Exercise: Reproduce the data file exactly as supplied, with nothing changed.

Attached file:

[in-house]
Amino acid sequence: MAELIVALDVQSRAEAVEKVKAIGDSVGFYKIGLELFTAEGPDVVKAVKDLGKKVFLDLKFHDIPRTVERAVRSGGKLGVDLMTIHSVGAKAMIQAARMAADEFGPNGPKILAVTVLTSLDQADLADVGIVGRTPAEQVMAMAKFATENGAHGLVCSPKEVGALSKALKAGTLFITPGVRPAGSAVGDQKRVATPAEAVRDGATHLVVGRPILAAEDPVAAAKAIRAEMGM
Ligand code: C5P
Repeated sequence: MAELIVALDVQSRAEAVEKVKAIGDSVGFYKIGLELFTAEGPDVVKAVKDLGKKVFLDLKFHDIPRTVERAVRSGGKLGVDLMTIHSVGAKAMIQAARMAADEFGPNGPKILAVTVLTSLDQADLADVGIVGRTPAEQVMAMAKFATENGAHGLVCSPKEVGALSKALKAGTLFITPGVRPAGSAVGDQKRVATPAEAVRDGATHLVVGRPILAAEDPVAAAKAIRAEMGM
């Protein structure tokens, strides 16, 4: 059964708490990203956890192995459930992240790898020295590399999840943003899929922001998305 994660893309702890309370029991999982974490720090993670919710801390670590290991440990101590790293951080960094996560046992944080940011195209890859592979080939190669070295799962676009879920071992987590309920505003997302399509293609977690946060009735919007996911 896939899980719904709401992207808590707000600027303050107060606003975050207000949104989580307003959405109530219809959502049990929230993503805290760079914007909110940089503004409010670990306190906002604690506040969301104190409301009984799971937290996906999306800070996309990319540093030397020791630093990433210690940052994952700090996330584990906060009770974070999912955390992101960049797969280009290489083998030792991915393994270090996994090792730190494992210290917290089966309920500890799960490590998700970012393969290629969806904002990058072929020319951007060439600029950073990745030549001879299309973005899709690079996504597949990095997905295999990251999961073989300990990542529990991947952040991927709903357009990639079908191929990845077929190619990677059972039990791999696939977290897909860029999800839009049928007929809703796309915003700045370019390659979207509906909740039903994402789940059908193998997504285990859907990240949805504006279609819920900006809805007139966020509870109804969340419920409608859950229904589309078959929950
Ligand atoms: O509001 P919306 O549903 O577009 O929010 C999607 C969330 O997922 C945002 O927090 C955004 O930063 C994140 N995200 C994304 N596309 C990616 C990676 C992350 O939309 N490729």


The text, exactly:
[in-house]
Amino acid sequence: MAELIVALDVQSRAEAVEKVKAIGDSVGFYKIGLELFTAEGPDVVKAVKDLGKKVFLDLKFHDIPRTVERAVRSGGKLGVDLMTIHSVGAKAMIQAARMAADEFGPNGPKILAVTVLTSLDQADLADVGIVGRTPAEQVMAMAKFATENGAHGLVCSPKEVGALSKALKAGTLFITPGVRPAGSAVGDQKRVATPAEAVRDGATHLVVGRPILAAEDPVAAAKAIRAEMGM
Ligand code: C5P
Repeated sequence: MAELIVALDVQSRAEAVEKVKAIGDSVGFYKIGLELFTAEGPDVVKAVKDLGKKVFLDLKFHDIPRTVERAVRSGGKLGVDLMTIHSVGAKAMIQAARMAADEFGPNGPKILAVTVLTSLDQADLADVGIVGRTPAEQVMAMAKFATENGAHGLVCSPKEVGALSKALKAGTLFITPGVRPAGSAVGDQKRVATPAEAVRDGATHLVVGRPILAAEDPVAAAKAIRAEMGM
């Protein structure tokens, strides 16, 4: 059964708490990203956890192995459930992240790898020295590399999840943003899929922001998305 994660893309702890309370029991999982974490720090993670919710801390670590290991440990101590790293951080960094996560046992944080940011195209890859592979080939190669070295799962676009879920071992987590309920505003997302399509293609977690946060009735919007996911 896939899980719904709401992207808590707000600027303050107060606003975050207000949104989580307003959405109530219809959502049990929230993503805290760079914007909110940089503004409010670990306190906002604690506040969301104190409301009984799971937290996906999306800070996309990319540093030397020791630093990433210690940052994952700090996330584990906060009770974070999912955390992101960049797969280009290489083998030792991915393994270090996994090792730190494992210290917290089966309920500890799960490590998700970012393969290629969806904002990058072929020319951007060439600029950073990745030549001879299309973005899709690079996504597949990095997905295999990251999961073989300990990542529990991947952040991927709903357009990639079908191929990845077929190619990677059972039990791999696939977290897909860029999800839009049928007929809703796309915003700045370019390659979207509906909740039903994402789940059908193998997504285990859907990240949805504006279609819920900006809805007139966020509870109804969340419920409608859950229904589309078959929950
Ligand atoms: O509001 P919306 O549903 O577009 O929010 C999607 C969330 O997922 C945002 O927090 C955004 O930063 C994140 N995200 C994304 N596309 C990616 C990676 C992350 O939309 N490729």